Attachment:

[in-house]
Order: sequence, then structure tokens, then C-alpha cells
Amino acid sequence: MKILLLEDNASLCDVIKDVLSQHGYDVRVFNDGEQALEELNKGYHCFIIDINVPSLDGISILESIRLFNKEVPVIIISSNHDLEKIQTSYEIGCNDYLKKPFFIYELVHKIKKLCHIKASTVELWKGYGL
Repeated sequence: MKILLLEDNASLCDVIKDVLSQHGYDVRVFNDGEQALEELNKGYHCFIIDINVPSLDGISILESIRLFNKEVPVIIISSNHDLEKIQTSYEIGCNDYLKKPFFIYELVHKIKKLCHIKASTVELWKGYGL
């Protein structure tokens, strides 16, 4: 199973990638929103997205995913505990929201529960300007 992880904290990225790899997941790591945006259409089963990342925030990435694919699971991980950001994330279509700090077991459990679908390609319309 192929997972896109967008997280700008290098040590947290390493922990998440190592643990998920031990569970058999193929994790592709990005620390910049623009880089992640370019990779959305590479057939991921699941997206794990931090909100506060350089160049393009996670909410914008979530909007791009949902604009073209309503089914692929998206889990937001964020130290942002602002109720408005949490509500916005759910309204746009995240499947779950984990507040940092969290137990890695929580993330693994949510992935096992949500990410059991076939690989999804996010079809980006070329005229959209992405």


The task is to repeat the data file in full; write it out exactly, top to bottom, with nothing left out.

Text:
[in-house]
Order: sequence, then structure tokens, then C-alpha cells
Amino acid sequence: MKILLLEDNASLCDVIKDVLSQHGYDVRVFNDGEQALEELNKGYHCFIIDINVPSLDGISILESIRLFNKEVPVIIISSNHDLEKIQTSYEIGCNDYLKKPFFIYELVHKIKKLCHIKASTVELWKGYGL
Repeated sequence: MKILLLEDNASLCDVIKDVLSQHGYDVRVFNDGEQALEELNKGYHCFIIDINVPSLDGISILESIRLFNKEVPVIIISSNHDLEKIQTSYEIGCNDYLKKPFFIYELVHKIKKLCHIKASTVELWKGYGL
């Protein structure tokens, strides 16, 4: 199973990638929103997205995913505990929201529960300007 992880904290990225790899997941790591945006259409089963990342925030990435694919699971991980950001994330279509700090077991459990679908390609319309 192929997972896109967008997280700008290098040590947290390493922990998440190592643990998920031990569970058999193929994790592709990005620390910049623009880089992640370019990779959305590479057939991921699941997206794990931090909100506060350089160049393009996670909410914008979530909007791009949902604009073209309503089914692929998206889990937001964020130290942002602002109720408005949490509500916005759910309204746009995240499947779950984990507040940092969290137990890695929580993330693994949510992935096992949500990410059991076939690989999804996010079809980006070329005229959209992405």